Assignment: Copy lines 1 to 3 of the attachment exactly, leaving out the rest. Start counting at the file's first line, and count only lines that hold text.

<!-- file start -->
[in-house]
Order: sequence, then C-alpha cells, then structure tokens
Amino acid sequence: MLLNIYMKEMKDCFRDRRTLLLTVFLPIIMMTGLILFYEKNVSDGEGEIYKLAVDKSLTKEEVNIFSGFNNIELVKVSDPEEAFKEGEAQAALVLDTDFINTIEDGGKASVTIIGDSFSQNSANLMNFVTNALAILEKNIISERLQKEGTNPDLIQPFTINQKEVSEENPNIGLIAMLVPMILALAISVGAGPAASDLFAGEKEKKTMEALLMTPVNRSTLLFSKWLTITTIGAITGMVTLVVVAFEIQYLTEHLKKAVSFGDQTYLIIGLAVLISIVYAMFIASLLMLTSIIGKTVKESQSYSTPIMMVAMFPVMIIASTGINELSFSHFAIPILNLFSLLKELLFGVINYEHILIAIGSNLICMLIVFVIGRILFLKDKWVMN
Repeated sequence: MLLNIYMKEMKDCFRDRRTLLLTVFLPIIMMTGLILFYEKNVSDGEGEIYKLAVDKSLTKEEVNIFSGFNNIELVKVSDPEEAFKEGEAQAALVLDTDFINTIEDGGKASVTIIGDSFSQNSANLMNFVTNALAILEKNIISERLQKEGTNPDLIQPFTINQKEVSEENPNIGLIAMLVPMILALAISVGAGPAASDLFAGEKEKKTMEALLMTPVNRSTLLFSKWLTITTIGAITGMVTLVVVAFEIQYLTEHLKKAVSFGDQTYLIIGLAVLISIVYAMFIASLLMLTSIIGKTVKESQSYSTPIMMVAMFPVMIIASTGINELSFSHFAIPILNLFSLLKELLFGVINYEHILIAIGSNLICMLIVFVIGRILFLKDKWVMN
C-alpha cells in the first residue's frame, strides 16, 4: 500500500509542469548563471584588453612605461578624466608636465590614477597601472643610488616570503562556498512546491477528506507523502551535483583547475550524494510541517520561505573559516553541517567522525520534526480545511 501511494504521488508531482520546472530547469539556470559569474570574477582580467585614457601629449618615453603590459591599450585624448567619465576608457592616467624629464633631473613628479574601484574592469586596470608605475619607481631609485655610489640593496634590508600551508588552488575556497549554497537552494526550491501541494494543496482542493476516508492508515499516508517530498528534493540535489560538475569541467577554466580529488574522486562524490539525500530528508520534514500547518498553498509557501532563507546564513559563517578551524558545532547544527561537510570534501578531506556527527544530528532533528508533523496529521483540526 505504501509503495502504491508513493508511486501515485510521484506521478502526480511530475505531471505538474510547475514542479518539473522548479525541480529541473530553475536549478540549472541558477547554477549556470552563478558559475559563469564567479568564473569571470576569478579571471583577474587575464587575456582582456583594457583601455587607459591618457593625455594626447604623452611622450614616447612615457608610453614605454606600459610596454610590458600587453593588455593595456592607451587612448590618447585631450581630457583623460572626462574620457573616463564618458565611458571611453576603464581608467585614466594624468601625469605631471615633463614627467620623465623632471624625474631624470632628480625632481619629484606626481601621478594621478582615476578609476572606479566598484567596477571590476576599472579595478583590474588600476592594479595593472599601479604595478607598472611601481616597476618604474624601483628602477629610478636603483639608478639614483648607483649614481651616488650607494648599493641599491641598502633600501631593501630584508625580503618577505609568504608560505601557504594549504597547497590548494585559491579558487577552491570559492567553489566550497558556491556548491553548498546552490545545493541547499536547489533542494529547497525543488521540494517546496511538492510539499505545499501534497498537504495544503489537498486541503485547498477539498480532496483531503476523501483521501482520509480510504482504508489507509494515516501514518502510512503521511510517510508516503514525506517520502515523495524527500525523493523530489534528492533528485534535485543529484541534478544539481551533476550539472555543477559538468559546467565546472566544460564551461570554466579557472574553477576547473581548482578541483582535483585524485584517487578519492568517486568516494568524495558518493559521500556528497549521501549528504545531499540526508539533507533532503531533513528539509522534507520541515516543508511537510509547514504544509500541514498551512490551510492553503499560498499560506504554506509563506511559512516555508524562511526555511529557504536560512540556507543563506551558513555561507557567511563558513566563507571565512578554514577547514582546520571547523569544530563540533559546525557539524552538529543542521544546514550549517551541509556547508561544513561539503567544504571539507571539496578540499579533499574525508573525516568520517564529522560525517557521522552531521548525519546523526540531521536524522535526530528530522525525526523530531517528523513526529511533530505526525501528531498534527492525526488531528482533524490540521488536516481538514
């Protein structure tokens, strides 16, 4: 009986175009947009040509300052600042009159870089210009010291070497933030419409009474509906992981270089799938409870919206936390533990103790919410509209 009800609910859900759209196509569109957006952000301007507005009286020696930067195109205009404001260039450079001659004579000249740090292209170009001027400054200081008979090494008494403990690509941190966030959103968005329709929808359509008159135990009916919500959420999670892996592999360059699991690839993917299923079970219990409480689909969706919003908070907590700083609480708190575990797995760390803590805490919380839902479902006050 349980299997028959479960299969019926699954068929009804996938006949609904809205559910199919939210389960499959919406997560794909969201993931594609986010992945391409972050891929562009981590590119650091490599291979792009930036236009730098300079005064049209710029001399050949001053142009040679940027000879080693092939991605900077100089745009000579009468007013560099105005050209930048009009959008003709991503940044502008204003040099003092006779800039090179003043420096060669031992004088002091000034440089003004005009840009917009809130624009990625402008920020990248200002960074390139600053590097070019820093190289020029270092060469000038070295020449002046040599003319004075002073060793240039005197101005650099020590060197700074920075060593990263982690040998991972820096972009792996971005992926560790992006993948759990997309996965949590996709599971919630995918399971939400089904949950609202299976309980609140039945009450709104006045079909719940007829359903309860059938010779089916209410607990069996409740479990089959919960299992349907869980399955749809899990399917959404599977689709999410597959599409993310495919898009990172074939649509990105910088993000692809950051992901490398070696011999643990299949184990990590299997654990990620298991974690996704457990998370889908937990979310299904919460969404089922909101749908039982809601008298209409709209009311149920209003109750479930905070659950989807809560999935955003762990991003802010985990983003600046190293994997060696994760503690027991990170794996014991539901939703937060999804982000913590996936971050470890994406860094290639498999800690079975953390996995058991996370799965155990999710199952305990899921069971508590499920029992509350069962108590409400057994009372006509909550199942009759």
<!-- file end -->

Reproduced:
[in-house]
Order: sequence, then C-alpha cells, then structure tokens
Amino acid sequence: MLLNIYMKEMKDCFRDRRTLLLTVFLPIIMMTGLILFYEKNVSDGEGEIYKLAVDKSLTKEEVNIFSGFNNIELVKVSDPEEAFKEGEAQAALVLDTDFINTIEDGGKASVTIIGDSFSQNSANLMNFVTNALAILEKNIISERLQKEGTNPDLIQPFTINQKEVSEENPNIGLIAMLVPMILALAISVGAGPAASDLFAGEKEKKTMEALLMTPVNRSTLLFSKWLTITTIGAITGMVTLVVVAFEIQYLTEHLKKAVSFGDQTYLIIGLAVLISIVYAMFIASLLMLTSIIGKTVKESQSYSTPIMMVAMFPVMIIASTGINELSFSHFAIPILNLFSLLKELLFGVINYEHILIAIGSNLICMLIVFVIGRILFLKDKWVMN